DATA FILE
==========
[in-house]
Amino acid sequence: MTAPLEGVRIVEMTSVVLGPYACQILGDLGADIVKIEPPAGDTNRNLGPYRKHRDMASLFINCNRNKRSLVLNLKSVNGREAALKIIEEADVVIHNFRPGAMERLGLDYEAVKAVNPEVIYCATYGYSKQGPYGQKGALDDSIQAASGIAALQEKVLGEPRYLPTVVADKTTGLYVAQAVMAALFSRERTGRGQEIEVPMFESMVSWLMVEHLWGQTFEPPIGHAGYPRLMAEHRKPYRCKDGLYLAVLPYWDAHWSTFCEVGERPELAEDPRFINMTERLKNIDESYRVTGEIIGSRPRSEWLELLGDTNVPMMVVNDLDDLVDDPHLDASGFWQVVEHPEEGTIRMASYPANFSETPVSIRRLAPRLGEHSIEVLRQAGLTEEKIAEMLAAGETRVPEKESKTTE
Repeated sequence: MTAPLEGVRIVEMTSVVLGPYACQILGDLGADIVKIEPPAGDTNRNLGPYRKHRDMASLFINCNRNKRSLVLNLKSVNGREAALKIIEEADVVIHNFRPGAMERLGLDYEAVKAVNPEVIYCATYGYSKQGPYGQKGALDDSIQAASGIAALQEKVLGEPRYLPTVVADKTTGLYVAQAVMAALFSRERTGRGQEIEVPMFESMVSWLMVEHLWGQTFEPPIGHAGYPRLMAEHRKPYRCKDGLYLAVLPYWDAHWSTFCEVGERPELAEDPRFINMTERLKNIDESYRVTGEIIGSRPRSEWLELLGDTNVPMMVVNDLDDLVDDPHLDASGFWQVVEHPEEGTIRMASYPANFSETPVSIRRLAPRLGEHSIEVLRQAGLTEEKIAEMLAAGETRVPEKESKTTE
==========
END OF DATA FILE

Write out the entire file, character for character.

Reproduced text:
[in-house]
Amino acid sequence: MTAPLEGVRIVEMTSVVLGPYACQILGDLGADIVKIEPPAGDTNRNLGPYRKHRDMASLFINCNRNKRSLVLNLKSVNGREAALKIIEEADVVIHNFRPGAMERLGLDYEAVKAVNPEVIYCATYGYSKQGPYGQKGALDDSIQAASGIAALQEKVLGEPRYLPTVVADKTTGLYVAQAVMAALFSRERTGRGQEIEVPMFESMVSWLMVEHLWGQTFEPPIGHAGYPRLMAEHRKPYRCKDGLYLAVLPYWDAHWSTFCEVGERPELAEDPRFINMTERLKNIDESYRVTGEIIGSRPRSEWLELLGDTNVPMMVVNDLDDLVDDPHLDASGFWQVVEHPEEGTIRMASYPANFSETPVSIRRLAPRLGEHSIEVLRQAGLTEEKIAEMLAAGETRVPEKESKTTE
Repeated sequence: MTAPLEGVRIVEMTSVVLGPYACQILGDLGADIVKIEPPAGDTNRNLGPYRKHRDMASLFINCNRNKRSLVLNLKSVNGREAALKIIEEADVVIHNFRPGAMERLGLDYEAVKAVNPEVIYCATYGYSKQGPYGQKGALDDSIQAASGIAALQEKVLGEPRYLPTVVADKTTGLYVAQAVMAALFSRERTGRGQEIEVPMFESMVSWLMVEHLWGQTFEPPIGHAGYPRLMAEHRKPYRCKDGLYLAVLPYWDAHWSTFCEVGERPELAEDPRFINMTERLKNIDESYRVTGEIIGSRPRSEWLELLGDTNVPMMVVNDLDDLVDDPHLDASGFWQVVEHPEEGTIRMASYPANFSETPVSIRRLAPRLGEHSIEVLRQAGLTEEKIAEMLAAGETRVPEKESKTTE